The Electric Commentary

Tuesday, January 04, 2005

GWB, tort reform, and a "judicial hellhole"

Apparently, GWB is coming to our state to push tort reforms (see Chicago Tribune article here). I recently found that Michigan has capped malpractice awards in the case of wrongful death at $300,000. Isn't it nice to know how much you are really worth? Next time someone asks you what good you are or how much you're worth, you can honestly reply "I'll have you know, sir, that I am worth exactly $300,000." It's actually cheaper there to kill someone than simply maim them. Somehow this seems wrong. Maybe I'm just a bleeding heart.

There are certainly issues that need to be addressed in our system of malpractice/liability suits as well as the insurance system we've created to cover cases of negligence. However, capping wrongful death and non-economic (read: punitive) awards seems to have a mixed effect at best. For a summary of research that has been conducted on the effects of state tort reform measures, see CBO article here. At least the Bush administration is consistent though: caps on damage awards are in line with the administration's implicit goal of reducing personal rights and options for recourse.


Pertinent excerpts from the Chicago Tribune article referenced above:

The AMA, however, argues that skyrocketing premiums for medical liability insurance--$200,000 a year and more for doctors in high-risk specialties--are forcing physicians to curtail services, retire early or pull up stakes and move to states with lower premiums.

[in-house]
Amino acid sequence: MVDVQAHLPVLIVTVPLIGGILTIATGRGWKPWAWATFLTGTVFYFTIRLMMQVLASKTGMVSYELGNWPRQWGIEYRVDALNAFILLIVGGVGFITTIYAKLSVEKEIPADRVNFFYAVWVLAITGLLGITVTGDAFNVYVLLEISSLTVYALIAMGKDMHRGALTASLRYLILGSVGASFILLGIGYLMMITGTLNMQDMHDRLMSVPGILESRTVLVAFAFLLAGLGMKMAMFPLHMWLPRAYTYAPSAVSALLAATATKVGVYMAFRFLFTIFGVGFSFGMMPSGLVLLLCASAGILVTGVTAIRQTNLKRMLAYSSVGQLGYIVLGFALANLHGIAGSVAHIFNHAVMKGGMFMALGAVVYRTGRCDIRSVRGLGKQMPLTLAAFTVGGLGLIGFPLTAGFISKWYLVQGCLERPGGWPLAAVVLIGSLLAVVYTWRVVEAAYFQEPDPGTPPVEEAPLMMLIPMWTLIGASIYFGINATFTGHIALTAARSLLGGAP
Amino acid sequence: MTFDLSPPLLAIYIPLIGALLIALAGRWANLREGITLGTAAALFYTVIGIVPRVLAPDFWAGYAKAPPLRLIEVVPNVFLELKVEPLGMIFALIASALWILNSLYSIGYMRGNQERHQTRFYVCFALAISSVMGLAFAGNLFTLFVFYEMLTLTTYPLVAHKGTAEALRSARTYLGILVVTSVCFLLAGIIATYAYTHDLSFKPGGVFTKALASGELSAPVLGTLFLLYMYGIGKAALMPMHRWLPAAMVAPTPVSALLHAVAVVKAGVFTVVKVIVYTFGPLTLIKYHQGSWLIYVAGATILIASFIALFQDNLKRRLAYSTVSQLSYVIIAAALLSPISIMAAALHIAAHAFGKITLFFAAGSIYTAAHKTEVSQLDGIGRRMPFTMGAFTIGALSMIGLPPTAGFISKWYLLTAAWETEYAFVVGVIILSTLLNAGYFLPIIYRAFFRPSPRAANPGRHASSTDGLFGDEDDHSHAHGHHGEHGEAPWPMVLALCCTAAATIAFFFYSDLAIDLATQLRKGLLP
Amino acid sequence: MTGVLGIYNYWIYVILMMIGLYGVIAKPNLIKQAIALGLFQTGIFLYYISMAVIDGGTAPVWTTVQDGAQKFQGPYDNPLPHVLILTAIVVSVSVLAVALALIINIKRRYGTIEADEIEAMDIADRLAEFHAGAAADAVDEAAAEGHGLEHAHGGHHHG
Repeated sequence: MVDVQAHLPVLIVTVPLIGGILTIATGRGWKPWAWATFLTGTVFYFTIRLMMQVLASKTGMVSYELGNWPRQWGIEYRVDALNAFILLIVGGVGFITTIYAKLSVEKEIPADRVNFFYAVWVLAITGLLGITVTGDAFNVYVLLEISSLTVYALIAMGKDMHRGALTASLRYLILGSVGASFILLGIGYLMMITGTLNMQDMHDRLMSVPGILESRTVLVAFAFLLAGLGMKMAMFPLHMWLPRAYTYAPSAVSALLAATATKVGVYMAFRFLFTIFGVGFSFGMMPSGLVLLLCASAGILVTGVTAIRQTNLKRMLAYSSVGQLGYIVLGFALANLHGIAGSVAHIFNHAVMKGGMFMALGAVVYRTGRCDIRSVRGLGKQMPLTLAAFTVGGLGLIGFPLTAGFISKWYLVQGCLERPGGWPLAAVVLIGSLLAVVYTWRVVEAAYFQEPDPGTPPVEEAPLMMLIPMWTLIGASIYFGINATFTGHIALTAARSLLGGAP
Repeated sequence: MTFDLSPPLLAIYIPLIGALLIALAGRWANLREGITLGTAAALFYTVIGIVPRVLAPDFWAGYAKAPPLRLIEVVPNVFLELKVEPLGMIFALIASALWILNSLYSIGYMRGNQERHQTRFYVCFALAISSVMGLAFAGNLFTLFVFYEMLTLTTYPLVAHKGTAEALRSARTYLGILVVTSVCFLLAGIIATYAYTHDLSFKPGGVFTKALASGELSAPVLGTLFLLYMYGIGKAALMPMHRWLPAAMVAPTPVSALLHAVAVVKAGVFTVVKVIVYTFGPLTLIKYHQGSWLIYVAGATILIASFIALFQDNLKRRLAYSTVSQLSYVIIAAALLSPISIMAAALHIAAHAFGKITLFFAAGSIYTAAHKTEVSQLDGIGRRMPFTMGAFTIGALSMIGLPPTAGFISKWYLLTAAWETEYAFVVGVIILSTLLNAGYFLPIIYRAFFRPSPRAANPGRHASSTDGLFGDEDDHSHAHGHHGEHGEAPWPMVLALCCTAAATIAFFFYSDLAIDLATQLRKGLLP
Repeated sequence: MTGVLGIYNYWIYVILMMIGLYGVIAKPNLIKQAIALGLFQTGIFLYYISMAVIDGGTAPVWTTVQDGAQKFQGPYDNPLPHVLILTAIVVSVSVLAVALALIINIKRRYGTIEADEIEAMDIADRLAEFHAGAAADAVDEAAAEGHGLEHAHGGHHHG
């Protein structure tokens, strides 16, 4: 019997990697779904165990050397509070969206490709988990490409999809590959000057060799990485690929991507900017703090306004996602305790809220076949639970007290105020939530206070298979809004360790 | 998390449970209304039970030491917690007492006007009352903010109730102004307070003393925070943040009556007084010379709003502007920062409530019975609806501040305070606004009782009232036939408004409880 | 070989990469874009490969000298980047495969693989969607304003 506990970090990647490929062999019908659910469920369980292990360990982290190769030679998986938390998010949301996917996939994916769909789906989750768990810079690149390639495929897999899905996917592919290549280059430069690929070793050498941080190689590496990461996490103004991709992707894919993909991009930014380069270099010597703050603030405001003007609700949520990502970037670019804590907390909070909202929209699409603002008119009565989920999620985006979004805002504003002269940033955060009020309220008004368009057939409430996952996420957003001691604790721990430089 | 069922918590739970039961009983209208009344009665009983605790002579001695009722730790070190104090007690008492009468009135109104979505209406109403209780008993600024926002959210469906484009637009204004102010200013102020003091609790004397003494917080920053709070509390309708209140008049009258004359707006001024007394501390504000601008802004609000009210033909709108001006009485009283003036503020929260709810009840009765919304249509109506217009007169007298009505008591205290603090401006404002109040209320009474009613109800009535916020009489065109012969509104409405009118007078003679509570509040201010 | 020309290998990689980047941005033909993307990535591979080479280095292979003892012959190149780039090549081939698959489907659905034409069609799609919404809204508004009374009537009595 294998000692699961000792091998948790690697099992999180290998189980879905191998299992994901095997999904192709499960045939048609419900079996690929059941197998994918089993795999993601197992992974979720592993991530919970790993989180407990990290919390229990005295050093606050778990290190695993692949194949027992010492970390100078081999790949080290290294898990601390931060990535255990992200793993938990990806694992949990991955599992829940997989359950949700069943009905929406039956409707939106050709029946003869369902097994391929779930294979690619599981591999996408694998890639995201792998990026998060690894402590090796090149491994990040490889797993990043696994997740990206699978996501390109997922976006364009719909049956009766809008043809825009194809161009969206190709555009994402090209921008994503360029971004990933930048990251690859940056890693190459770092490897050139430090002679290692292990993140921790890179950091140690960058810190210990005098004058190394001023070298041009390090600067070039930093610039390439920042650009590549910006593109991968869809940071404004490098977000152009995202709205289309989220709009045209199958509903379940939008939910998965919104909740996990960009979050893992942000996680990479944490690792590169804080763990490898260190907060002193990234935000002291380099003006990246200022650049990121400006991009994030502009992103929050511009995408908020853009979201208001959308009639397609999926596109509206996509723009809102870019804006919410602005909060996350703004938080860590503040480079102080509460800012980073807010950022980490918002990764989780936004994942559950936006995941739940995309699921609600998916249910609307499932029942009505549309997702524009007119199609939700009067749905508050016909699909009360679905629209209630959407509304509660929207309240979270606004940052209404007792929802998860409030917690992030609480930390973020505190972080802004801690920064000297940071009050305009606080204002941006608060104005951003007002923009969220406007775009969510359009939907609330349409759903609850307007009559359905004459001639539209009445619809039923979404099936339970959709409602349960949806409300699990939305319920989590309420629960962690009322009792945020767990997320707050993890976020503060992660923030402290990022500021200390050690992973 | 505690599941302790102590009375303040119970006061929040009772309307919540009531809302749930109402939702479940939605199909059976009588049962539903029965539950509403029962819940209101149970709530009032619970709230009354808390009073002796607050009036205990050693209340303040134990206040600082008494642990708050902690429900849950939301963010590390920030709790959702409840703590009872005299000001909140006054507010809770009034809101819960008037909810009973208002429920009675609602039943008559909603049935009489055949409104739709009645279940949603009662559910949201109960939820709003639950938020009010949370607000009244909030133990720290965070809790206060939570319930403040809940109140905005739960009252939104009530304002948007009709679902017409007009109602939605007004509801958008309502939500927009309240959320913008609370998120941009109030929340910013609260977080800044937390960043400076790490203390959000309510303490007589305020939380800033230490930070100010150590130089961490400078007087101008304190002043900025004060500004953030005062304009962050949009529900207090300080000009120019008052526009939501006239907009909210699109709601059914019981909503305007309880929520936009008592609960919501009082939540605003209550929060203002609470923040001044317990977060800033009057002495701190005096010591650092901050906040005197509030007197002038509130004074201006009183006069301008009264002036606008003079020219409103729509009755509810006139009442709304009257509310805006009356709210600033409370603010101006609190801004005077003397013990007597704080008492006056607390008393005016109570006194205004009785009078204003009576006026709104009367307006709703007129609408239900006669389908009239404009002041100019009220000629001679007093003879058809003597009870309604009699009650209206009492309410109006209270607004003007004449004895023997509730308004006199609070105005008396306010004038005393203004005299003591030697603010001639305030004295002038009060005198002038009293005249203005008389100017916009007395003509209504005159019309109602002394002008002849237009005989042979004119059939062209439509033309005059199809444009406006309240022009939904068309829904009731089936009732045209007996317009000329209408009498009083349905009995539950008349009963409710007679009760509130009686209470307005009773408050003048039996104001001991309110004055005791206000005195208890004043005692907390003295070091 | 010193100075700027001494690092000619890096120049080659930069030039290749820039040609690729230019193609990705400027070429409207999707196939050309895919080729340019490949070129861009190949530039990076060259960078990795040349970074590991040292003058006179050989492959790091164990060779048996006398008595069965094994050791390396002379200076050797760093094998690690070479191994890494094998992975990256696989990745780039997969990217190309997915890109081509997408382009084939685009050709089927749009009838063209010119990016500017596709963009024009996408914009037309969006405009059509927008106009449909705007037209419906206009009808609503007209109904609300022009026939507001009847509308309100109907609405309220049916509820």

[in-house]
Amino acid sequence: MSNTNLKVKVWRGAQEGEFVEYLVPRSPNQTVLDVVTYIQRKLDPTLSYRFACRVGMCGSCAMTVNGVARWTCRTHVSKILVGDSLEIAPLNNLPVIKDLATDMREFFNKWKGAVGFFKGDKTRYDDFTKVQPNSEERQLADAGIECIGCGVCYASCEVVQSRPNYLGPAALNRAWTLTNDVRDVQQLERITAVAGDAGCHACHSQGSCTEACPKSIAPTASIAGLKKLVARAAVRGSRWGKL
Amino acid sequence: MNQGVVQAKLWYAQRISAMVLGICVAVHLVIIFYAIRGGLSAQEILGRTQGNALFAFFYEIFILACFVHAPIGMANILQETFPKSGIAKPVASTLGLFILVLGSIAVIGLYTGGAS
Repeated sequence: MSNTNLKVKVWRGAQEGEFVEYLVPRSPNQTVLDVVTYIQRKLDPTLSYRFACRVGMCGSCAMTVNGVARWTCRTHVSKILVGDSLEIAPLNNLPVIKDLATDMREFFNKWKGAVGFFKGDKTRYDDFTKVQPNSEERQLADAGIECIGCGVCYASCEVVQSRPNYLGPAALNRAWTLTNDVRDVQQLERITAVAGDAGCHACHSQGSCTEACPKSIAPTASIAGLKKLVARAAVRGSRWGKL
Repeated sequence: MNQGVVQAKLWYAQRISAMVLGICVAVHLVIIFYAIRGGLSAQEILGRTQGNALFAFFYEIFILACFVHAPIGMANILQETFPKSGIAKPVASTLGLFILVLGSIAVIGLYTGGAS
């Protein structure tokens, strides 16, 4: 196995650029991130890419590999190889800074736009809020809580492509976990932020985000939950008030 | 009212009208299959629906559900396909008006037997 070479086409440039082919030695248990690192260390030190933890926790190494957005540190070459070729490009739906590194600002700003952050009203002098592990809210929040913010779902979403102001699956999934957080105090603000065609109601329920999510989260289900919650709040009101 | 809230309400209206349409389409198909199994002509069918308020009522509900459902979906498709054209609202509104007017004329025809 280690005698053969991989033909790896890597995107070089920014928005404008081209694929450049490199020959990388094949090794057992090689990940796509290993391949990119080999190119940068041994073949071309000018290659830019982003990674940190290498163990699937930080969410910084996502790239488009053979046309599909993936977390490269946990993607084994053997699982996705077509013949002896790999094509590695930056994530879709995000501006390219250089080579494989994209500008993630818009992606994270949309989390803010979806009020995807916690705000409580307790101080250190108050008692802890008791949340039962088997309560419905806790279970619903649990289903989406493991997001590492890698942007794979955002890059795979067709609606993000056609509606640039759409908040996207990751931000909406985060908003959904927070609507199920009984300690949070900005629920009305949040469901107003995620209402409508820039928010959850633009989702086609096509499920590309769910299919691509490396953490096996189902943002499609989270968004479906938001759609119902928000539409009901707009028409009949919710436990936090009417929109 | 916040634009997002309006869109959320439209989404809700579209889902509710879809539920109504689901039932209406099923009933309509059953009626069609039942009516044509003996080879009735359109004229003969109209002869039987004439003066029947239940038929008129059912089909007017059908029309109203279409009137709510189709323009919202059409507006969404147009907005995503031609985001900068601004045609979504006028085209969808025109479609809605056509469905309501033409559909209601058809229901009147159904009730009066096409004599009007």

The Congressional Budget Office attributes the problem of rising liability insurance costs to several factors. Premiums for physicians nationwide rose by 15 percent between 2000 and 2002, according to a January 2004 CBO report. Since 1993, premiums for all physicians have increased by about 25 percent.

BUT...

Growing claims are partly to blame, the CBO found, with the average payment for a medical malpractice claim rising "fairly steadily" since 1986, from $95,000 to $320,000 in 2002. But insurers also have been forced to raise premiums to offset reduced investment income.

AND

"We have not promised price reductions with tort reform," said Dennis Kelly, an American Insurance Association spokesman. "We want tort reform to create a more balanced legal system that is more equitable for all parties."


I feel so much better knowing that the insurance companies care about me.

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